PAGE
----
Monday, October 22, 2007

30 Days of Night (2007)

Fear 2/5
Gore 4/5
Entertainment 3/5
Creepiness 1/5
Nightmares 2/5
As far as vampire movies go, this is one of the best I've seen. But let's be clear, I don't like vampire movies. I don't like the genre as a whole as I find, especially these days, that there are way too many dopey cliches that surround it. And while 30 Days of Night does a fair job of scaring me and grossing me out (and entertaining me), it still clings to the belief that an effective vampire must speak with some goofy Eastern European accent, have at least one bad tribal tattoo and be decked out in leather trench coats. It's as if the dorky goth kids from your high school all got jobs at big Hollywood studios to act as consultants. Or, maybe in this case, with comic book publishers (which is much MUCH more likely).
So, as a horror movie goes, 30 Days of Night is good, but not one of the best. It looks fantastic, the barren ice fields of Barrow, AK being almost as frightening as the vampires themselves (who, granted are not all that frightening). And let's give credit where credit is due - what a great concept. For those unfamiliar: A man walks away from a burning icebreaker, apparently the sole survivor of some awful accident or something. He winds up in Barrow and immediately dispatches all of the sled dogs, burns as many cell phones as he can find, destroys all phone and Internet lines and whatever else would be needed to isolate and trap the residents who are about to begin thirty days where the sun does not rise (due to their being so far north). The guy is soon arrested and immediately starts predicting doom and gloom for everyone. "They're coming" he warns. The "they" are, of course, a group of vampires who have made their way to Barrow to feed on it's residents in an uninterrupted 30 day bloodbath. GREAT concept right? If only the execution had followed.
First off, the vampires, as I mentioned before, are beyond ridiculous. Aside from conforming to every dorky vampire-rule that Blade set into motion, they also speak some gibberish vampire language and squeal and howl like animals. No need. It's not scary, it's dumb.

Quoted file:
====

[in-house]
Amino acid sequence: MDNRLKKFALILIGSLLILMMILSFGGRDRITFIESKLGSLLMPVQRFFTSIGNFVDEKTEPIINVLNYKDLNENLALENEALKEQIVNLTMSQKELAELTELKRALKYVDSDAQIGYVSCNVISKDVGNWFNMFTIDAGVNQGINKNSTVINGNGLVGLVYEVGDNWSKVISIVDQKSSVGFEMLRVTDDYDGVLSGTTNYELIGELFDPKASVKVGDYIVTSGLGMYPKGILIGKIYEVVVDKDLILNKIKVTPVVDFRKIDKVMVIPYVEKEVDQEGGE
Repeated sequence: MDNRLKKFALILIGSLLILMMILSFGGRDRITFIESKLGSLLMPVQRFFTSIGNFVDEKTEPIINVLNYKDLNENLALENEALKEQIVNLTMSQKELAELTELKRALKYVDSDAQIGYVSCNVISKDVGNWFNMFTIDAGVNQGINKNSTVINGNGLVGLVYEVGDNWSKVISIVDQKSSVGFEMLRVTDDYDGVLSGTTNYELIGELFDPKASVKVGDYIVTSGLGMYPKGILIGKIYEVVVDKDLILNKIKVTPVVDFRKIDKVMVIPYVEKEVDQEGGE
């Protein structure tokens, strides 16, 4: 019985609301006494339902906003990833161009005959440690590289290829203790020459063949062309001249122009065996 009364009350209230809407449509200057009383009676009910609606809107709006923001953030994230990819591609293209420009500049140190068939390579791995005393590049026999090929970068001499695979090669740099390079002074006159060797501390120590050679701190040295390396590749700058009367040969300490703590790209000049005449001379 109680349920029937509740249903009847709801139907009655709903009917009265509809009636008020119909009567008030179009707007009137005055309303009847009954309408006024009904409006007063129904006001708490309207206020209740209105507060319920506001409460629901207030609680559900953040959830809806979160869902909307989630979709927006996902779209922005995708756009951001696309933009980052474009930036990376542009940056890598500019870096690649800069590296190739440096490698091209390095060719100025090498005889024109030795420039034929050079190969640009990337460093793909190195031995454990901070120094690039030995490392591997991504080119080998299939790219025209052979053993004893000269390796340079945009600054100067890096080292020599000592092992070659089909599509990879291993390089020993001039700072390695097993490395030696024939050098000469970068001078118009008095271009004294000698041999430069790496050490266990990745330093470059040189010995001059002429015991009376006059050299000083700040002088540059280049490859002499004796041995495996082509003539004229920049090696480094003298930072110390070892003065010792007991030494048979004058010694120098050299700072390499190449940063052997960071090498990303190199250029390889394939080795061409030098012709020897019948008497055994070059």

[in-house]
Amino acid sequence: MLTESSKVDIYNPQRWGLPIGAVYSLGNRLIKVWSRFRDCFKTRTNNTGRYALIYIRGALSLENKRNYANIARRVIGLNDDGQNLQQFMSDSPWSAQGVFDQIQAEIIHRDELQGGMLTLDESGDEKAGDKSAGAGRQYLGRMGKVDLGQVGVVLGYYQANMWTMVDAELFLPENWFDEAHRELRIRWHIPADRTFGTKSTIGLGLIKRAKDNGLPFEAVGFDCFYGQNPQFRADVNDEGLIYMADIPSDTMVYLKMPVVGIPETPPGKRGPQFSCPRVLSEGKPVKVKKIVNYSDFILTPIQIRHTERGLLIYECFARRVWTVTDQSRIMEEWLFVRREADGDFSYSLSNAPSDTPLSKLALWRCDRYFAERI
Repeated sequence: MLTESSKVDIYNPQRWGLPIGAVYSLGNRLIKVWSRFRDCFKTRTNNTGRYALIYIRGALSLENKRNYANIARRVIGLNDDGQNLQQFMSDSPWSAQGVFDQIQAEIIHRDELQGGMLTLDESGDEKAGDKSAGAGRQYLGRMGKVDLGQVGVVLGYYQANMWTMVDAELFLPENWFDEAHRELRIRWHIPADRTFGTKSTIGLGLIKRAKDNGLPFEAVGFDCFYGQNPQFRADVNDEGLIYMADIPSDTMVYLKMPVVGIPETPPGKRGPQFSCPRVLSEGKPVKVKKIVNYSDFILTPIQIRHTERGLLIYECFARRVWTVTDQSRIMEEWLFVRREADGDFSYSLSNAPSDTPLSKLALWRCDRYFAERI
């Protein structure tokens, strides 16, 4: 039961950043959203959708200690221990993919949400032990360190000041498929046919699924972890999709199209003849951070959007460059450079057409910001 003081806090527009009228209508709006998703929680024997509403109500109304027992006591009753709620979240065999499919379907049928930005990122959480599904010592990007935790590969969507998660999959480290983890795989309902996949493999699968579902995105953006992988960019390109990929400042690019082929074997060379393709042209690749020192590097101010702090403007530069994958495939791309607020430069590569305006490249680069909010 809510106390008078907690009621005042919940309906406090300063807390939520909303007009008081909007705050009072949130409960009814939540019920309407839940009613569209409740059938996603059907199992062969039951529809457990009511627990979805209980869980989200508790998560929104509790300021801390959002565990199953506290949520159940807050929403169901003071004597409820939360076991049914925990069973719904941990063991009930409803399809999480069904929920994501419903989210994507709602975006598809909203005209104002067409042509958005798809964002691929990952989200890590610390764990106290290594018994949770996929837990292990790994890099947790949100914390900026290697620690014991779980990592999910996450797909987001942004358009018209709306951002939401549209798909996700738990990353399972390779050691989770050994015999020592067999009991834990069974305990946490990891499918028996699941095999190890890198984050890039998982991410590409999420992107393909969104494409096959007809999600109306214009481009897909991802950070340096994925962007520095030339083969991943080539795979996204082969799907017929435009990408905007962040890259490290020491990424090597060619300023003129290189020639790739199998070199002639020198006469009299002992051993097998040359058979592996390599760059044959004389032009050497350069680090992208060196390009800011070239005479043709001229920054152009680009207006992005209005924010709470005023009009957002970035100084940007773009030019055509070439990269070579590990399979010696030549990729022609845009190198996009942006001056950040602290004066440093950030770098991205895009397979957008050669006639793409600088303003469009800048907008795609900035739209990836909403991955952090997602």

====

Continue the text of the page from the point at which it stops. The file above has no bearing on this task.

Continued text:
Secondly, why do they need 30 days to kill 164 people (the population is firmly established near the beginning)? If 164 people live there, then AT MOST, one can assume there are a total of 328 buildings for them to hide in (assuming every person lives alone in their own home and works alone in their own building, which is very unlikely). So, over 30 days that leaves them just under 11 buildings to go through per day. HOW are the residents hiding from them?? Why can't the vampires, with their heightened sense of smell and physical superiority (again, all established early on) find these people?
But whatever, I'm really really nit-picking here, I realize. Despite the dimwittery that must accompany any movie where a certain level of suspension of belief is required, I admit to having been very entertained by 30 Days of Night. There are some decent scares, the script is not bad at all and, again, it's just a scary movie to look at. I've really wanted to go to Barrow for a long time, if only to say I've been there. This movie effectively squashed that.
There are two or three scenes of intense gore that really got me. In particular is, maybe, the most gruesome beheading scene I've seen in a long, long time. Maybe better than Ash's decapitation in the original Alien. It's fucking gnarly.
30 Days of Night is totally worth seeing despite it's shortcomings.
-Complaint Dept.

1 comment:

Joe Stumble said...

THe ending of this movie was terrible. Up until then it was pretty decent and you are right about the gore. The vampires were cool too and I am definitely NOT a fan of vampire movies per se. But that ending. WHat a cop out!